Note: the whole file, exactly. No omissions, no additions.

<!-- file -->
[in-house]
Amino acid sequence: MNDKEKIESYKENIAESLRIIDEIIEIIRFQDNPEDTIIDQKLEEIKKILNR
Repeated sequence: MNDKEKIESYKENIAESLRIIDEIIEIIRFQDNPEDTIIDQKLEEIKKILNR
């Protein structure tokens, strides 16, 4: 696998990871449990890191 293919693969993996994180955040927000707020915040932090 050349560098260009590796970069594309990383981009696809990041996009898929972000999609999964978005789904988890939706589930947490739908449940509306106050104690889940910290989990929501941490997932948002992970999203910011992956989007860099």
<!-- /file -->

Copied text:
[in-house]
Amino acid sequence: MNDKEKIESYKENIAESLRIIDEIIEIIRFQDNPEDTIIDQKLEEIKKILNR
Repeated sequence: MNDKEKIESYKENIAESLRIIDEIIEIIRFQDNPEDTIIDQKLEEIKKILNR
């Protein structure tokens, strides 16, 4: 696998990871449990890191 293919693969993996994180955040927000707020915040932090 050349560098260009590796970069594309990383981009696809990041996009898929972000999609999964978005789904988890939706589930947490739908449940509306106050104690889940910290989990929501941490997932948002992970999203910011992956989007860099």